print("Jason" in myMap); # true
myMap["Kenny"] = 29;
print(myMap); # {"Jason": 28, "Kenny": 29}

(Note: for now maps are also missing many useful operations that should be builtin. Will be built as part of stdlib later.)


Tuples are a fixed-order, fixed-size collection of values which do not all have to be of the same type.

var myPair: tuple<int, string> = (1, "one");

# Claro will interprate literal int subscripts at compile-time for type validation.
var myInt: int = myPair[0]; 
var myStr: string = myPair[1]; 

# Claro requires a type cast for non-literal index.
var index: int = ...;
myInt = myPair[index]; # Compile Error
myInt = (int) myPair[index]; # OK, opting into runtime type validation.

You can see in the example above, tuples interact w/ type validation in an interesting way worth making note of. When you index into a tuple, you should generally prefer to use a literal int constant. When you do, Claro can statically determine the type of the value you're accessing at compile time, which allows cleaner, safer code. If your index value is hidden behind some indirection, Claro can't know the type at compile-time and will require a runtime type cast (which is slow & unsafe).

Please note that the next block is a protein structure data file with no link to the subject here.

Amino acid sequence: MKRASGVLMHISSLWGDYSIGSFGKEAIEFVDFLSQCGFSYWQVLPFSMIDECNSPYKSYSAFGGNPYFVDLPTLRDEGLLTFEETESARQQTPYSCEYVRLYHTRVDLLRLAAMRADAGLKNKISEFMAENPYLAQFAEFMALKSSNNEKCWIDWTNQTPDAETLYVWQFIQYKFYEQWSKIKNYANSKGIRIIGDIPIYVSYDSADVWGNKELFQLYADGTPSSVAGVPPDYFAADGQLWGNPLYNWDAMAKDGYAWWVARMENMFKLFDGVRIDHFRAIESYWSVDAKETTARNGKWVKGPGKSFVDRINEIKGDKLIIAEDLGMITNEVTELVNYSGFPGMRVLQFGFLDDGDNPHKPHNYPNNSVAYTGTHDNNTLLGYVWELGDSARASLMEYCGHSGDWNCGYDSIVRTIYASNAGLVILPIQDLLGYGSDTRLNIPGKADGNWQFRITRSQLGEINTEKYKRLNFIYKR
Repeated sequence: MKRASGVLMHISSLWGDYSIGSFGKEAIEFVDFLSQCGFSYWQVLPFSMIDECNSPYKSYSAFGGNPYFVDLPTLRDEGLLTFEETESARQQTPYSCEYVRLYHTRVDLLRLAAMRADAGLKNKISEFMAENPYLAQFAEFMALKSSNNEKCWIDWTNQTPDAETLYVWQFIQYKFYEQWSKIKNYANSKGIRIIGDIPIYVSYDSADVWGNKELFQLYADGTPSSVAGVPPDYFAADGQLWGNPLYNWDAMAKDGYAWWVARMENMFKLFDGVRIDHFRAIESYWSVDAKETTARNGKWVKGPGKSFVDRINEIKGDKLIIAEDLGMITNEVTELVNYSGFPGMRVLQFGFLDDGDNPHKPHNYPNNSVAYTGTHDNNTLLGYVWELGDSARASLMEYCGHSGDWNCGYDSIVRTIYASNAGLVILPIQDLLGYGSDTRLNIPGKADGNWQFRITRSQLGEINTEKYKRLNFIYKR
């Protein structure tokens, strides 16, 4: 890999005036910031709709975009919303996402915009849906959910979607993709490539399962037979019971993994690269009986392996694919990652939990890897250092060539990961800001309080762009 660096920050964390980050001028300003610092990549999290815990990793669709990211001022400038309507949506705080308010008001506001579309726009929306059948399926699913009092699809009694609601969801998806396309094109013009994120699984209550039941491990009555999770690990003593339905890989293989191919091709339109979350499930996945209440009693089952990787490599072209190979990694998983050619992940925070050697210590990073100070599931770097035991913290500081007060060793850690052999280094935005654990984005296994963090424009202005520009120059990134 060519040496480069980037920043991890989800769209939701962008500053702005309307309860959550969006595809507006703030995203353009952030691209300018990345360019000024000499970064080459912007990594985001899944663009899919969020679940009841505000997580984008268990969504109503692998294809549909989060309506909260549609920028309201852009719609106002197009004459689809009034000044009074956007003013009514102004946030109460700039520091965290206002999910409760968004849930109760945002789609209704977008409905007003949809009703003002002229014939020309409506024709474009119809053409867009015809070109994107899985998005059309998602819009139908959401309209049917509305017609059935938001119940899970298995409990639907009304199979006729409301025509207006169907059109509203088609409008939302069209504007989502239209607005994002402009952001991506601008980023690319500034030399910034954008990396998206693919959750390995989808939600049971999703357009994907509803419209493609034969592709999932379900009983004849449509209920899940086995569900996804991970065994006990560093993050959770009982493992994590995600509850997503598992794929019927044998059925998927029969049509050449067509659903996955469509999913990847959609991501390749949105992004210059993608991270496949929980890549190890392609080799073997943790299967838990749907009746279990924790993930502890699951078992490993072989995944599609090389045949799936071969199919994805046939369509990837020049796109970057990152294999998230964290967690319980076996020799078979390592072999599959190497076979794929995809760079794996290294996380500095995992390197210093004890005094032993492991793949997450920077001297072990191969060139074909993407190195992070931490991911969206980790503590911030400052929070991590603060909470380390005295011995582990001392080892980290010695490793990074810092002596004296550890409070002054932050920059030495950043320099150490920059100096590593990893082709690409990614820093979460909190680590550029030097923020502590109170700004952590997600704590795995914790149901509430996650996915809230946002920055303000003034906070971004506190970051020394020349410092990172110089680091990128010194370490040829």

Aliases are a powerful feature that allow the expression of arbitrary types. In their simplest form, they may be used as syntactic sugar to reduce keystrokes and cognitive overhead from typing out a full type literal.

# You can imagine typing this out is verbose/annoying.
alias IntsTo2TupleFn: function<|int, int| -> tuple<int, int>>

var swapped: IntsTo2TupleFn = lambda (a, b) -> (b, a);
print("swapped(1, 2) -> {swapped(1, 2)}"); # swapped(1, 2) -> (2, 1)

var doubled: IntsTo2TupleFn = lambda (a, b) -> (2*a, 2*b);
print("doubled(1, 2) -> {doubled(1, 2)}"); # doubled(1, 2) -> (2, 4)
type(doubled); # function<|int, int| -> tuple<int, int>>

var ddd: [IntsTo2TupleFn] = [doubled];
type(ddd); # [function<|int, int| -> tuple<int, int>>]

Aliases are Not Syntactic Sugar

To be absolutely clear, Aliases are not simply syntactic sugar as shown in the trivial example above. Without aliases there would be no way to define a recursive data type in the language. Read on to the next sections to learn about recursive alias type definitions.

Aliases are Not a New Type Declaration

It's important to know that, in general, defining an Alias does not declare a "new type", instead it is just providing a shorthand for referring to some type. For simple (non-recursive) Alias definitions, you are simply defining a new, more convenient way to refer to a type that is equivalent to typing out the long-form of the type.